I’m not advocating another traffic snarling hotel but the example of what it could look like is preserved us!
    I think those scenes in Blue Hawaii could be a blueprint for the eyesore we see now!.

  11. Craig Millett February 3, 2021 10:56 am Reply

    Thanks Gary, for expressing anger for so many of us about this place.
    I would suggest that the fact of sea level rise eliminates any chance for fair market value for this property.

  12. David Katz February 3, 2021 12:00 pm Reply

    Thank you Gary Hooser. I strongly agree. We’ve all gotten used to seeing this wreck, but it’s an embarrassment to Kauai and an insult to Hawaiians and all who care about Hawaiian culture. It’s gone on for far too long. It’s obvious that the site is no longer viable for a hotel. The county should condemn it by whatever means are legal, and the structures should be torn down. A first step could be just to clear the wreckage away, do some well thought-out planting and let the site be a park. Maybe later a cultural center could be built with community involvement especially from native Hawaiians.

  13. Lono February 3, 2021 1:38 pm Reply

    The county administration laggards need to do something like condemn it. But they continue to do nothing but make useless decisions based on their arrogant and ignorant world view. As long as the voters are sheep and don’t care they will be led by politicians who are bought and sold like the for sale products they are.

  14. Tim Johnson February 3, 2021 1:47 pm Reply

    After this long the County should use eminent domain to repossess the property. As it has been left, it is an eye sore to Kaua’i, it’s dangerous condition is a suit waiting to happen, and a haven for squatters and illegal activities. It could be a beautiful cultural center celebrating the history and culture, a treasure for residents and educational experience for visitors.

  15. Janet Hull February 3, 2021 1:49 pm Reply

    Thank You for this Intention. May it be be fulfilled. This sacred place is the heart of Kauai.

  16. Think kauai February 3, 2021 3:33 pm Reply

    How long was Hoosier in a position to enact change? All he did was posture and promote dissent and biased unsubstantiated claims that pitted different sides against each other while he benefited from paid trips to Europe for ‘conferences’.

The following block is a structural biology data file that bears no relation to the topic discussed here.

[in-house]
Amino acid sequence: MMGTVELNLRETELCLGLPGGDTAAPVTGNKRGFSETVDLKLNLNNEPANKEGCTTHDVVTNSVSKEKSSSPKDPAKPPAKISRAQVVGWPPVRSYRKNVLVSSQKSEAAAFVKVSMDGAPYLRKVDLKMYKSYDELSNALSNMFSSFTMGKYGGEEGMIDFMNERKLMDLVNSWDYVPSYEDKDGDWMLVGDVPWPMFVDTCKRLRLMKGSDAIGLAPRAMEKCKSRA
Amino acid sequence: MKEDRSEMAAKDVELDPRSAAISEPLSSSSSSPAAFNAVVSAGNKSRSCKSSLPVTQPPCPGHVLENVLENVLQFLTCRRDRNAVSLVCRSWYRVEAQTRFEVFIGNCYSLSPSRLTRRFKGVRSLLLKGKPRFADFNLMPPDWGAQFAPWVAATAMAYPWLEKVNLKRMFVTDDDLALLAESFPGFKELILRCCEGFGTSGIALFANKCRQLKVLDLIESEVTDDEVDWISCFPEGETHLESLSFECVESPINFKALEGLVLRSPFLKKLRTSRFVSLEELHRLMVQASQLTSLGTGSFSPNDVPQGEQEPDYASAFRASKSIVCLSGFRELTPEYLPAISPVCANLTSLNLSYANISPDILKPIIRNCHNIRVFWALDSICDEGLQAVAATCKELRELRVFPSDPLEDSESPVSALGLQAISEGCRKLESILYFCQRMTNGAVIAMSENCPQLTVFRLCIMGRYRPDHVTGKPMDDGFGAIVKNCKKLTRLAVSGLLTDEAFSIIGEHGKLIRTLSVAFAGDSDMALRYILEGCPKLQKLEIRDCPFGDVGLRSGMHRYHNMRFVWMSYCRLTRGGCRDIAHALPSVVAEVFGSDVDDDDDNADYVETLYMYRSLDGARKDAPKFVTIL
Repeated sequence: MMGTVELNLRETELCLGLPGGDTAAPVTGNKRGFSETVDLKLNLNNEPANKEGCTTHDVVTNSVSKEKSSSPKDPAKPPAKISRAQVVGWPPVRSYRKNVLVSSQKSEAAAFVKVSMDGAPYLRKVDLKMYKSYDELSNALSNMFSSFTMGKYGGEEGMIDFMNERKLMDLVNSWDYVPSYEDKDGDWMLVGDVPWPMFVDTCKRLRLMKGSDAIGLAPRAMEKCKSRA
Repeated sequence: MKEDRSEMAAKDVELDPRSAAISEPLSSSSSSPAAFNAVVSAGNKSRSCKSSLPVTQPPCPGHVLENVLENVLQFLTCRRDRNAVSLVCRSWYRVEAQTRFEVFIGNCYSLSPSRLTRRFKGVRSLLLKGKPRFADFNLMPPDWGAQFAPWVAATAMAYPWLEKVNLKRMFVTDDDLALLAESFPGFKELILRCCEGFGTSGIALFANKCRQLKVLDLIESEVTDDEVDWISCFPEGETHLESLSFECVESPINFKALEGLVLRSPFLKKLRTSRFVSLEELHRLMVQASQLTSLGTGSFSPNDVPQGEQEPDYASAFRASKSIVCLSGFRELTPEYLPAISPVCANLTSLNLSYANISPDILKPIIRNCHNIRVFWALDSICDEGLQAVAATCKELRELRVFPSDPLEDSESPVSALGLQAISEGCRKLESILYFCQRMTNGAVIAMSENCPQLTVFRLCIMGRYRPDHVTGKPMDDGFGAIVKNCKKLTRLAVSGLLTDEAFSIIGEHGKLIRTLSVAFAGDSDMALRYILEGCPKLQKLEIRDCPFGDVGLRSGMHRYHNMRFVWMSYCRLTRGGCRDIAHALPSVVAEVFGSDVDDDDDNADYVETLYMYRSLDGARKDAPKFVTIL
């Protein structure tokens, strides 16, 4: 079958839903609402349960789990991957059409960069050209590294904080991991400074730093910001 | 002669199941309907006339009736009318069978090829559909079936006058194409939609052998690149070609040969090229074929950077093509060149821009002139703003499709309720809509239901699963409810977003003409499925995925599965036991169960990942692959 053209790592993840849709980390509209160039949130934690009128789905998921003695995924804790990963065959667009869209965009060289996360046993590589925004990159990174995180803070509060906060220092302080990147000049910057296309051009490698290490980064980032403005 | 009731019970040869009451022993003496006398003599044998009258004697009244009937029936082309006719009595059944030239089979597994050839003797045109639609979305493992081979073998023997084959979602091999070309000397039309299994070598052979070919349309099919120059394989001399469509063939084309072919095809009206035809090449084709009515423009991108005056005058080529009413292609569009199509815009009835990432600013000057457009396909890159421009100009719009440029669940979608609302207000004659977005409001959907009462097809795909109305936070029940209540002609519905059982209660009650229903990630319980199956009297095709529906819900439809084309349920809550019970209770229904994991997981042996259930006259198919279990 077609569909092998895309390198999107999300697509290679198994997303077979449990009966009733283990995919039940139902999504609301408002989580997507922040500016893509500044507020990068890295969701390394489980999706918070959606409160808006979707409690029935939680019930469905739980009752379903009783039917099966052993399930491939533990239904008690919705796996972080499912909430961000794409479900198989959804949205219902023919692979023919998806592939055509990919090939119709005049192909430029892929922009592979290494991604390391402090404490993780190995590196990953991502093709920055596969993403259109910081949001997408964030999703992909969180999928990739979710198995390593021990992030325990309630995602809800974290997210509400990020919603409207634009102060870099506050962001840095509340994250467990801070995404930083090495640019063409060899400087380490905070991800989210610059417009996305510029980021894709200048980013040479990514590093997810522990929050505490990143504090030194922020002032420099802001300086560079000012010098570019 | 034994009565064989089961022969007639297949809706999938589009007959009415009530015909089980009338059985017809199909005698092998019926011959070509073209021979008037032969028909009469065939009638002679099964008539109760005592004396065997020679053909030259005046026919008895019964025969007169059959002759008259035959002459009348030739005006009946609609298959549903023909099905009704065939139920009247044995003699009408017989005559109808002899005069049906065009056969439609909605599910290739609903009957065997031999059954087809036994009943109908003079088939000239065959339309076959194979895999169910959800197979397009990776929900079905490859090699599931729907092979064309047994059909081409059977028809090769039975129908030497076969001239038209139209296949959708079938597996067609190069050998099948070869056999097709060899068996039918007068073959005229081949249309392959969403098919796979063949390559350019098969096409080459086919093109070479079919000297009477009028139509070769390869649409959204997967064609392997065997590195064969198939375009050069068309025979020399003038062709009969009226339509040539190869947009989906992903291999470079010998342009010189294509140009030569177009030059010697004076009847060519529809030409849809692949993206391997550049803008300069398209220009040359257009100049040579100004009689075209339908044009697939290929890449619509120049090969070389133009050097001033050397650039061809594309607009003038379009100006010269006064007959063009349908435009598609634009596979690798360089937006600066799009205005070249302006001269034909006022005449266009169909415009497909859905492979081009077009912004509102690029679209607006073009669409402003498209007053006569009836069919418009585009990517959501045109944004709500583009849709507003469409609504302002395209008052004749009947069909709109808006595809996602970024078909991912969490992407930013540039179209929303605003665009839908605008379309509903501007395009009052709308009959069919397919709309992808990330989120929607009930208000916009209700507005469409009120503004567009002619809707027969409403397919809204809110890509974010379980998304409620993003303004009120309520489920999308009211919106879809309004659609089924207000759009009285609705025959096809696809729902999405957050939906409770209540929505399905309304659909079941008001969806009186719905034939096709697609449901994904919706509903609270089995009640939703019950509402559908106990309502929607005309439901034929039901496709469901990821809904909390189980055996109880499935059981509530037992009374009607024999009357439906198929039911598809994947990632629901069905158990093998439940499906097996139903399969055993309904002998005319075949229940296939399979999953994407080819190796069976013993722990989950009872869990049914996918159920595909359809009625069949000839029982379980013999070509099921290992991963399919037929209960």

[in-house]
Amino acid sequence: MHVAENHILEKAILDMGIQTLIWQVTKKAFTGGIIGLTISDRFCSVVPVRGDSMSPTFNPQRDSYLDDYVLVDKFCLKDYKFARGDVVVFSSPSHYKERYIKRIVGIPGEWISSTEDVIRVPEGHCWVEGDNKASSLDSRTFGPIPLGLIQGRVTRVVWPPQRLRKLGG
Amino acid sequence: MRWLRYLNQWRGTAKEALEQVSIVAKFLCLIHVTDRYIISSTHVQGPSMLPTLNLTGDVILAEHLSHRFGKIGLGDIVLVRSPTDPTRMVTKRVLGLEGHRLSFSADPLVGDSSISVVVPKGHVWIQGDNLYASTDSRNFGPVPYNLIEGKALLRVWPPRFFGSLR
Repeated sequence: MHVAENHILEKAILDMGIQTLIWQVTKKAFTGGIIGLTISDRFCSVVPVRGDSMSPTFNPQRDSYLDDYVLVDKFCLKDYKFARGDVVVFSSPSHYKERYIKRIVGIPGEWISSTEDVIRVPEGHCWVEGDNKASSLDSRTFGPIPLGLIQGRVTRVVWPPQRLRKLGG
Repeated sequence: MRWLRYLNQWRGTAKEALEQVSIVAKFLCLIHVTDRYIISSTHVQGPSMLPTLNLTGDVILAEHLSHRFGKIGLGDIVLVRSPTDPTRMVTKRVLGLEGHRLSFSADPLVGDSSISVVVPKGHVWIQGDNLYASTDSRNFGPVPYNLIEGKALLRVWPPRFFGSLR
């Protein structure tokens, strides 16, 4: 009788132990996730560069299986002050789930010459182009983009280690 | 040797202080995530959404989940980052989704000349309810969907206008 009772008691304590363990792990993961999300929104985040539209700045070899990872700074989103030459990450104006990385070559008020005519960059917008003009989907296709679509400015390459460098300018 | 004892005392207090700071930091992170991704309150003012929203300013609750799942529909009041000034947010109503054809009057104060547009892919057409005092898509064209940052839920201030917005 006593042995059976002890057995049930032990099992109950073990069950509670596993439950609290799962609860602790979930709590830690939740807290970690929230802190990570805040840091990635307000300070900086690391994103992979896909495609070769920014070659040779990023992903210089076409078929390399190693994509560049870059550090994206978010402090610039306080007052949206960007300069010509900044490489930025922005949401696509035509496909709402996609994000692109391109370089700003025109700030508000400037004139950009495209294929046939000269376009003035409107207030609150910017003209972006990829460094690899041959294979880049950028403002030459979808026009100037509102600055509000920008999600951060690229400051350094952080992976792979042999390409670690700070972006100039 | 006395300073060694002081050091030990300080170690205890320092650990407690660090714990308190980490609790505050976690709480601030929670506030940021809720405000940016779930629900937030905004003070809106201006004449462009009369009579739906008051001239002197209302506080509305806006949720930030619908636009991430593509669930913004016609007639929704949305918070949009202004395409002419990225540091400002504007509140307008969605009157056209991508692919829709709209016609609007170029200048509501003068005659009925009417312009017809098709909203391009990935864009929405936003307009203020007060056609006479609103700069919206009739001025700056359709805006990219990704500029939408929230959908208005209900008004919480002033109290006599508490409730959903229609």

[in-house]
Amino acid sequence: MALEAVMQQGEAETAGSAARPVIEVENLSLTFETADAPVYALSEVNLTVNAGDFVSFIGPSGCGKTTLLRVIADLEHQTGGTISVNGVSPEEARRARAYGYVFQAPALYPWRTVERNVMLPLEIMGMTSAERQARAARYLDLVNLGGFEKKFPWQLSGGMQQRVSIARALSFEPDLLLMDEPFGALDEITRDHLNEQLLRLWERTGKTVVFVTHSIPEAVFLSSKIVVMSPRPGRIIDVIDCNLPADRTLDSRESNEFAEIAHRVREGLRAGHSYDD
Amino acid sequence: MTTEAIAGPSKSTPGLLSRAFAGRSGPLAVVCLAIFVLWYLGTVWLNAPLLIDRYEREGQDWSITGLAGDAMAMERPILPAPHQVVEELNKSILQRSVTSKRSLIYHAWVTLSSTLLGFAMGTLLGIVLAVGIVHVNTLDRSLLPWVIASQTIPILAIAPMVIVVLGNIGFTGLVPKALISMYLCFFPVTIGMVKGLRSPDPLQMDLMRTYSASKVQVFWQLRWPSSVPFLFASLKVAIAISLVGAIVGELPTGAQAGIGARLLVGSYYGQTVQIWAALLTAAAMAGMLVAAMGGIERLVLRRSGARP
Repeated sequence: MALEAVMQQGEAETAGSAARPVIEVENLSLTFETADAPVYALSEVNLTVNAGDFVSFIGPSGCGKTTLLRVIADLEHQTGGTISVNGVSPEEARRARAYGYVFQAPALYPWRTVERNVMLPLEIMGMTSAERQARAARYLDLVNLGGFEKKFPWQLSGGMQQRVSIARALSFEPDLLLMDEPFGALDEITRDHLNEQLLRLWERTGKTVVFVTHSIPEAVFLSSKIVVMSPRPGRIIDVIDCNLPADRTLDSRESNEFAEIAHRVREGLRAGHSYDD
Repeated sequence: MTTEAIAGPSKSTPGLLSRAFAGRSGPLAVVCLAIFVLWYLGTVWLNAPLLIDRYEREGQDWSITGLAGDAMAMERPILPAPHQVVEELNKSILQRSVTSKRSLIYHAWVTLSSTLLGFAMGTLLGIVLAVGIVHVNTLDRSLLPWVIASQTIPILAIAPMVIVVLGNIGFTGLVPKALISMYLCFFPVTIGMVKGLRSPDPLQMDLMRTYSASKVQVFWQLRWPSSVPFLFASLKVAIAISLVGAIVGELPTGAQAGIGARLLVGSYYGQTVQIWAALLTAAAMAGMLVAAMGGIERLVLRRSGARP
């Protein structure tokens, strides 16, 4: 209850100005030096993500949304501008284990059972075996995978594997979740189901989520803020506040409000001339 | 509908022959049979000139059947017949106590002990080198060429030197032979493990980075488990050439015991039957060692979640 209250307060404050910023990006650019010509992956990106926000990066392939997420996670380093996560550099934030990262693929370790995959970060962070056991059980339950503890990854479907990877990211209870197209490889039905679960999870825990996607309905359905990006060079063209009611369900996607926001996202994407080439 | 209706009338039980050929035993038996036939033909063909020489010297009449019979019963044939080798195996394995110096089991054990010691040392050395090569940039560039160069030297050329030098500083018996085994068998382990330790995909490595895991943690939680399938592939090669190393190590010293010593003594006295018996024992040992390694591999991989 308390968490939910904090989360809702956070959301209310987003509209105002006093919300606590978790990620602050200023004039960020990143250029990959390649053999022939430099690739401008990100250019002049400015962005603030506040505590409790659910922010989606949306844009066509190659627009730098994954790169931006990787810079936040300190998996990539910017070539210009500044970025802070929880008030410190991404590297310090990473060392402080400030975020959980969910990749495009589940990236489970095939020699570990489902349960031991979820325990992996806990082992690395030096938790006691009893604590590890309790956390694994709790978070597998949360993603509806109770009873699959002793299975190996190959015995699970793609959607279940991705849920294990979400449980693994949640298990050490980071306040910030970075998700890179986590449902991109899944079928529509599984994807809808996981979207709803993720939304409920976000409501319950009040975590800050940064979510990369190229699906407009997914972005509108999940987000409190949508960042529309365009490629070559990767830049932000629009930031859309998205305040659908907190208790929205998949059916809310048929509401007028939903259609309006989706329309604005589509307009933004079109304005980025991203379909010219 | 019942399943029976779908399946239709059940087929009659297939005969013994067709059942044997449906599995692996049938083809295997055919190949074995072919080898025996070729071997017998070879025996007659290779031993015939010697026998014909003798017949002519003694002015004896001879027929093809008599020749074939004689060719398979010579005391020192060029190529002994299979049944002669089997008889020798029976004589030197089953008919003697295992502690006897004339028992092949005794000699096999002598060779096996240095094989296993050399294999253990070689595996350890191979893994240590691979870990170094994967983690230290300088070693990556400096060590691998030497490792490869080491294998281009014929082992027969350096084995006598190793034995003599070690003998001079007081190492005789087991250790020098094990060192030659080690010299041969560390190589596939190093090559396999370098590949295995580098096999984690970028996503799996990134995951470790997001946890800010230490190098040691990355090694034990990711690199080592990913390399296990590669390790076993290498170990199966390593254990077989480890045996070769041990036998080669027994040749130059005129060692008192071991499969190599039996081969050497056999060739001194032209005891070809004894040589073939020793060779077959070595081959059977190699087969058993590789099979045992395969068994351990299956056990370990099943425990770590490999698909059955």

Easy to say the powers that be do something, when you’re no longer among them huh? Go take a nap. You’ll wake up mad about another topic.

  17. RONNIE LEE February 3, 2021 4:05 pm Reply

    I very much like all of your Positive comments, And i very strongly agree with all of them..


  18. james February 4, 2021 7:23 am Reply

    Not a bad idea but no details as to how this will be paid for and by whom. The County certainly doesn’t have the funds to do this. Unless a private “angel” or non-profit steps up, I say keep it derelict as testament of our continued folly that we can do whatever we want to Mother Nature without consequences.

  19. Jay February 4, 2021 12:58 pm Reply

    I agree that Coco Palms should be a county cultural park to be enjoyed by All. As it stands now it is a sad disgrace to the original historical importance of this area. All the negative comments about mr. hooser are unwarranted…he is simply stating that the current owners are disregarding the cultural and historic importance of the coco Palms site. I do believe everyone on Kauai would benefit if it is turned into a public park.

  20. Everythingisawesome February 5, 2021 11:32 am Reply

    “I’ve been driving by that place every day for the past 40 years”

    That’s as far as I got. Gary, aren’t you a flag bearer for the “oceans are rising because of fossil fuels” farce?

    Or is that the only way “someone like you”, like John Effin Kerry, can get around?

  21. MisterM February 6, 2021 9:15 am Reply

    Well, if it’s so sacred, why aren’t ‘real’ Hawaiians coming up with the cash to buy and renovate the property?? Put your money where your fat mouths are for a change.

    As for the farce of extending the permits, enough is enough. The buildings aren’t habitable, will never be economically viable for use as a hotel that meets modern building codes and should be condemned. Tje property is effectively worthless – there are no economically viable businesses for that property.

  22. truth be known February 6, 2021 12:51 pm Reply

    It is painfully obvious that previous County Councils have failed to execute the obvious solution to the Coco Palms debacle. That is, condemn the property, clear the debris and do something constructive with the land. Perhaps they could invite the military to conduct demolition exercises to drop the buildings. They are always looking for things to blow up.